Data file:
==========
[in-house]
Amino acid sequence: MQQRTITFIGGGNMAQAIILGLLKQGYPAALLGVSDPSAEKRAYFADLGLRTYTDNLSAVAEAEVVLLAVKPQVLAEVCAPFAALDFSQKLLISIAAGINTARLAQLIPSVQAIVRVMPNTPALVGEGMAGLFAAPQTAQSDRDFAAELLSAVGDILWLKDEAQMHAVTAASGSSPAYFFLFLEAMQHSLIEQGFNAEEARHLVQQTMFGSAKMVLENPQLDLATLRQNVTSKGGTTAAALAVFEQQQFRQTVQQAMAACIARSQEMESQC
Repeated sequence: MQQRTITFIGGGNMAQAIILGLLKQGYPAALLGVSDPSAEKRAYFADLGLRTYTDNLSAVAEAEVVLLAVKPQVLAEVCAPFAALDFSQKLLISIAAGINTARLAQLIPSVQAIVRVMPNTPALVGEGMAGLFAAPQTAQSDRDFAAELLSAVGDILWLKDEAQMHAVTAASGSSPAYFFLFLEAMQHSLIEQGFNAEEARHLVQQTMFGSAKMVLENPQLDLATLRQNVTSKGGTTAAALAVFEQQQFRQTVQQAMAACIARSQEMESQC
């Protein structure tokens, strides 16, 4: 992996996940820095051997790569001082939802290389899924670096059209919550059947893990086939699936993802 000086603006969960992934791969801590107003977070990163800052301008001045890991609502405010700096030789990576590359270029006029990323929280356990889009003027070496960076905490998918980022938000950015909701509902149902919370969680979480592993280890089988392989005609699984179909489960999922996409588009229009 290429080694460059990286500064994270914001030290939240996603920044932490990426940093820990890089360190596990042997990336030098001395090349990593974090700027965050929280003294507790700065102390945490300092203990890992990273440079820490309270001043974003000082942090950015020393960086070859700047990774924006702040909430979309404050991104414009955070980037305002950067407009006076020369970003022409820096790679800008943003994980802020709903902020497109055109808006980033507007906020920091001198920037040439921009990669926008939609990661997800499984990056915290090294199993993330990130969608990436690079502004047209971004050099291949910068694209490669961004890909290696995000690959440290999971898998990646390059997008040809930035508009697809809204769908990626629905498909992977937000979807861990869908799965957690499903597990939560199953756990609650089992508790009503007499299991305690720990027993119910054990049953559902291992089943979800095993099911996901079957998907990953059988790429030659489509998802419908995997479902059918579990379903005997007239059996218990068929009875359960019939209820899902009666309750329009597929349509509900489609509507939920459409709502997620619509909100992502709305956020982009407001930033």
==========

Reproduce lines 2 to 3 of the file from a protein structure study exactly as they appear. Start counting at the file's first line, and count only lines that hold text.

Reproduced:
Amino acid sequence: MQQRTITFIGGGNMAQAIILGLLKQGYPAALLGVSDPSAEKRAYFADLGLRTYTDNLSAVAEAEVVLLAVKPQVLAEVCAPFAALDFSQKLLISIAAGINTARLAQLIPSVQAIVRVMPNTPALVGEGMAGLFAAPQTAQSDRDFAAELLSAVGDILWLKDEAQMHAVTAASGSSPAYFFLFLEAMQHSLIEQGFNAEEARHLVQQTMFGSAKMVLENPQLDLATLRQNVTSKGGTTAAALAVFEQQQFRQTVQQAMAACIARSQEMESQC
Repeated sequence: MQQRTITFIGGGNMAQAIILGLLKQGYPAALLGVSDPSAEKRAYFADLGLRTYTDNLSAVAEAEVVLLAVKPQVLAEVCAPFAALDFSQKLLISIAAGINTARLAQLIPSVQAIVRVMPNTPALVGEGMAGLFAAPQTAQSDRDFAAELLSAVGDILWLKDEAQMHAVTAASGSSPAYFFLFLEAMQHSLIEQGFNAEEARHLVQQTMFGSAKMVLENPQLDLATLRQNVTSKGGTTAAALAVFEQQQFRQTVQQAMAACIARSQEMESQC